San Antonio city officials said road maintenance crews will begin fully using what they describe as a cool pavement product designed to better reflect sunlight during warm temperatures.

This is part of a larger effort to counter the effects of climate change and extreme heat, officials said.

The background

City Council on May 9 was briefed on the status of the city’s Resiliency, Energy Efficiency and Sustainability [REES] fund, and an initiative to reduce the urban heat island impacts, where urban inner-city areas experience higher temperatures than rural areas.

These and similar measures are contained in the SA Climate Ready plan, which guides local officials in their mission to achieve carbon neutrality, reduce greenhouse gas emissions, and promote energy efficiency and environmental sustainability.

The urban heat island initiative involves implementation of various heat mitigation measures, such as green or ecofriendly infrastructure, shade structures, water features, energy efficiency and cool materials.

In spring and summer 2023, San Antonio Public Works crews launched a pilot project, applying four brands of cool pavement products to small parts of roadway in all 10 City Council districts to battle rising temperatures in select areas of town. The cool pavement products are water-based and feature additives to reflect solar radiation, which tends to accumulate in places where there is more roadways and concrete buildings, city officials said.

According to city representatives, one of the applied products, Seal Master SolarPave, had the most notable reductions in surface temperatures—3.58 degrees on average—compared with other sites.

Local officials also said that Seal Master produced the biggest surface temperature decrease—18 degrees—compared with fresh-laid asphalt. SealMaster also exhibited the best adhesion strength, supporting longevity on pavement surfaces.

City representatives said they will incorporate Seal Master into the citywide paving program for Fiscal Year 2024-2025 operations, with a focus on areas that experience higher temperatures, and have mostly low-income households, have aging streets, and a lack of walkability, tree canopies and mass transit opportunities.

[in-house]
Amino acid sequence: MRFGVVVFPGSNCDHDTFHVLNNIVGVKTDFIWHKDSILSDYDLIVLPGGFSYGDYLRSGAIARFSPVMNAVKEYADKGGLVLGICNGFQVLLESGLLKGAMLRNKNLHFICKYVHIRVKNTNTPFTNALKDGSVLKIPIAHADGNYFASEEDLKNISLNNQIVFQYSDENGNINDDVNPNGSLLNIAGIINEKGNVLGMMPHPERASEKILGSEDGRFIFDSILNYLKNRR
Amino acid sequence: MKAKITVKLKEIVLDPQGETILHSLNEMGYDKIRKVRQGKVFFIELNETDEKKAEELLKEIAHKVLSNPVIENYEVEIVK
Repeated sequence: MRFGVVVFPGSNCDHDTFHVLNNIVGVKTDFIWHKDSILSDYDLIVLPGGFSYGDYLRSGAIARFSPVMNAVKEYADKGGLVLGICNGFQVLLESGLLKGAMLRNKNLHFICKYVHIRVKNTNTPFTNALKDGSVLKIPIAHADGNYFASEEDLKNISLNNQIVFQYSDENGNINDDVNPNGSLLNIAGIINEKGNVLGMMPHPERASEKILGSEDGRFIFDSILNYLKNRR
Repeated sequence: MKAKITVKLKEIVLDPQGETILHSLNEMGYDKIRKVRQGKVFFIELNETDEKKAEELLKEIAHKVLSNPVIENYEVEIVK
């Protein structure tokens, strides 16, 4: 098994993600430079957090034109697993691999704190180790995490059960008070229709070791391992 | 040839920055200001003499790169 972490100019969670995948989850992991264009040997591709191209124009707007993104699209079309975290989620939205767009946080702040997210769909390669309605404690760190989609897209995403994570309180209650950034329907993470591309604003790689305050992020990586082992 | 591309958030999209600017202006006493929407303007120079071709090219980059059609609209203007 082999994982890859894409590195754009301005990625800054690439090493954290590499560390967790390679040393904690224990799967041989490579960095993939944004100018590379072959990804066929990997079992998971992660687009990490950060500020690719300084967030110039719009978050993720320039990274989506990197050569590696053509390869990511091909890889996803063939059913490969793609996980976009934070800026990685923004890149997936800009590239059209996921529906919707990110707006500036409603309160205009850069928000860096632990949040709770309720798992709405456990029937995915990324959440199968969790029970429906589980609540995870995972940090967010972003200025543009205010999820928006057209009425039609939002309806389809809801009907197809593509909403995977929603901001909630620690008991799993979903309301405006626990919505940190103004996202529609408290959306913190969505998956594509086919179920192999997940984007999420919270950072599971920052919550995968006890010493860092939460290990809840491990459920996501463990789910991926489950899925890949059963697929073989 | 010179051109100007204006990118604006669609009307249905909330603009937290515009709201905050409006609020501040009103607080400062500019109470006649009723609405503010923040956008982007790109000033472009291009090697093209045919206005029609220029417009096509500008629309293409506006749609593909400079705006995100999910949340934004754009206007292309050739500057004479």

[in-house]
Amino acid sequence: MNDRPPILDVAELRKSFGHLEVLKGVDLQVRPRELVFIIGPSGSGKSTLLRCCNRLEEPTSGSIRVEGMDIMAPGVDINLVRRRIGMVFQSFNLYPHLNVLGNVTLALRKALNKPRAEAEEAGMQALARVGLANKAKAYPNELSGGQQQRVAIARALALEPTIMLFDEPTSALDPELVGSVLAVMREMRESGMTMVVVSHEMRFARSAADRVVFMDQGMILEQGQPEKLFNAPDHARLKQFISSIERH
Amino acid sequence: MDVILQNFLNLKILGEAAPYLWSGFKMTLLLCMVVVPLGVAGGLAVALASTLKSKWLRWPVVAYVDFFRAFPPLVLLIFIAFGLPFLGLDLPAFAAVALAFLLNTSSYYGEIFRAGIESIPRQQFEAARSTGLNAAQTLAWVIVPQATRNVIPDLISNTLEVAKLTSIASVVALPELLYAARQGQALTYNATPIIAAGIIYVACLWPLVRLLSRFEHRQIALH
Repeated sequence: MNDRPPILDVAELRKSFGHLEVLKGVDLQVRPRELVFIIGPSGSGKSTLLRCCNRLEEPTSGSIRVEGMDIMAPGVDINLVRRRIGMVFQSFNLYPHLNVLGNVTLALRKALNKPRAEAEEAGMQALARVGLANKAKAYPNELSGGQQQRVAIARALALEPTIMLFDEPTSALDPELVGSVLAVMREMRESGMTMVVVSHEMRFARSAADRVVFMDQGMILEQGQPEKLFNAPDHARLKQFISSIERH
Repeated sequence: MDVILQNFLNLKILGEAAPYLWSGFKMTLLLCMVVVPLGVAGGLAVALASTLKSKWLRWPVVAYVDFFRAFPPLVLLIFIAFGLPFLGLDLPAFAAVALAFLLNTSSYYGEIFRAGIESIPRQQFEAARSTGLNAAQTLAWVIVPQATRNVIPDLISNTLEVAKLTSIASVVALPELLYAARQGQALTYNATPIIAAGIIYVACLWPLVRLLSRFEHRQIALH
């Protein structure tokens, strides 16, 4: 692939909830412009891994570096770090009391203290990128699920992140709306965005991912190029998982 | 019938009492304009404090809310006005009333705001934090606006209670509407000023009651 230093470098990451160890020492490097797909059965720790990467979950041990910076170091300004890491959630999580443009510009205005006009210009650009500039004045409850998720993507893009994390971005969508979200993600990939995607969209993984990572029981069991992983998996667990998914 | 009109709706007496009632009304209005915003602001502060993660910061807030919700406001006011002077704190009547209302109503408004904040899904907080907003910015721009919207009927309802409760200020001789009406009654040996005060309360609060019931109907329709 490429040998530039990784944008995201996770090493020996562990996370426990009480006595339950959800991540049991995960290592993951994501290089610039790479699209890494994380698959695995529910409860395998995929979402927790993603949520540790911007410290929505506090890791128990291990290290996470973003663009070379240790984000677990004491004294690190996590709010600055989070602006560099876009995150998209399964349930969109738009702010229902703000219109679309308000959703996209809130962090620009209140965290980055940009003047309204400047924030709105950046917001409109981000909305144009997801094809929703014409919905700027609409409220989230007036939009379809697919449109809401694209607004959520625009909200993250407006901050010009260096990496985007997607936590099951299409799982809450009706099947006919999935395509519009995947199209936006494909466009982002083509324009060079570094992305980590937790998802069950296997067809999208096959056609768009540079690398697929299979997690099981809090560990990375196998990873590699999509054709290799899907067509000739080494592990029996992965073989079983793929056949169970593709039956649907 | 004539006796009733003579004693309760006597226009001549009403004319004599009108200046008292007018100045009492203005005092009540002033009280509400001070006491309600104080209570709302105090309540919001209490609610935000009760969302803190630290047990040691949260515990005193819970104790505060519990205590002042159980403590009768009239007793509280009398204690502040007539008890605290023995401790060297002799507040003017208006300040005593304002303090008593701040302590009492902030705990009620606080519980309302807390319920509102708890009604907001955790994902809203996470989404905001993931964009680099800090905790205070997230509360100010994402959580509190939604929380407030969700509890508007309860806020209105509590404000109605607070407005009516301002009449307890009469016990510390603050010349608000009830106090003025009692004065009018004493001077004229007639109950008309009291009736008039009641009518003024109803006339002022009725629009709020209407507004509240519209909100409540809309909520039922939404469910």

According to the city’s research done in conjunction with the University of Texas at San Antonio's Sustainable Pervasive Urban Resilience (SPUR) Center, a majority of heat-vulnerable areas lie in older parts of San Antonio, inside Loop 410. But some spots with warming temperatures can be found around the San Antonio International Airport, and the South Texas Medical Center.

Take action

Elsewhere, city officials said they are accepting grant application for proposed projects, which if approved could receive REES funding.

The city is providing up to $20,000 in grants to eligible San Antonio neighborhood and community organizations, which propose such initiatives as bicycle commutes, community gardens and solar-powered projects. The deadline for grant applications here is May 20.

Additionally, the city has a separate $125,000 budget to help community-based organizations who seek to create or boost their grassroots campaign to engage the public on climate and social equity-related issues via workshops, special events or other means of communication. The grant application deadline here is May 31.

What they’re saying

Doug Melnick, the city’s chief sustainability officer, said summers are getting hotter and for longer periods of time, so the city government is doing what it can to help ensure the safety of local residents and combat the effects of extreme heat.

“Some parts of the city can get hotter than others, and certain residents are more vulnerable to the rising heat. It’s critical that we direct resources to those most in need of relief,” Melnick said in a statement.